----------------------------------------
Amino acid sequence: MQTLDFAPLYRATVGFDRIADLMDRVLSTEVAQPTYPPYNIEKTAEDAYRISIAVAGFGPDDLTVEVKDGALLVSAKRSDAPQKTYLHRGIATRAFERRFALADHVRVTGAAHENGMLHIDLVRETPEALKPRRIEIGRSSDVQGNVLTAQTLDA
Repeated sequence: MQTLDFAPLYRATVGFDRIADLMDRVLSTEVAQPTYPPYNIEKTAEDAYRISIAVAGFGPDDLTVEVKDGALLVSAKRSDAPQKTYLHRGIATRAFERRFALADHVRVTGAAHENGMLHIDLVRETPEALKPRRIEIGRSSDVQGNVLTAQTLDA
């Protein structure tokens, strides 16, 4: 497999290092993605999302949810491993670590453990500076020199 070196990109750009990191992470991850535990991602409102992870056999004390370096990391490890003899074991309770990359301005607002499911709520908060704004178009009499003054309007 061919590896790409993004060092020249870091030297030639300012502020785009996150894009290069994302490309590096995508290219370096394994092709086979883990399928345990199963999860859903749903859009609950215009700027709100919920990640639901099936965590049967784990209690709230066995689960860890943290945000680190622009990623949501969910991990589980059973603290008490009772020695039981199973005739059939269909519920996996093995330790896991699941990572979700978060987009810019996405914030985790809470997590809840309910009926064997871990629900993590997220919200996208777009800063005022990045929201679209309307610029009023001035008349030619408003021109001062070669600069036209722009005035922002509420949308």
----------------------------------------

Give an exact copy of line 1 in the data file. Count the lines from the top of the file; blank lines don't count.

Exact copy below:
Amino acid sequence: MQTLDFAPLYRATVGFDRIADLMDRVLSTEVAQPTYPPYNIEKTAEDAYRISIAVAGFGPDDLTVEVKDGALLVSAKRSDAPQKTYLHRGIATRAFERRFALADHVRVTGAAHENGMLHIDLVRETPEALKPRRIEIGRSSDVQGNVLTAQTLDA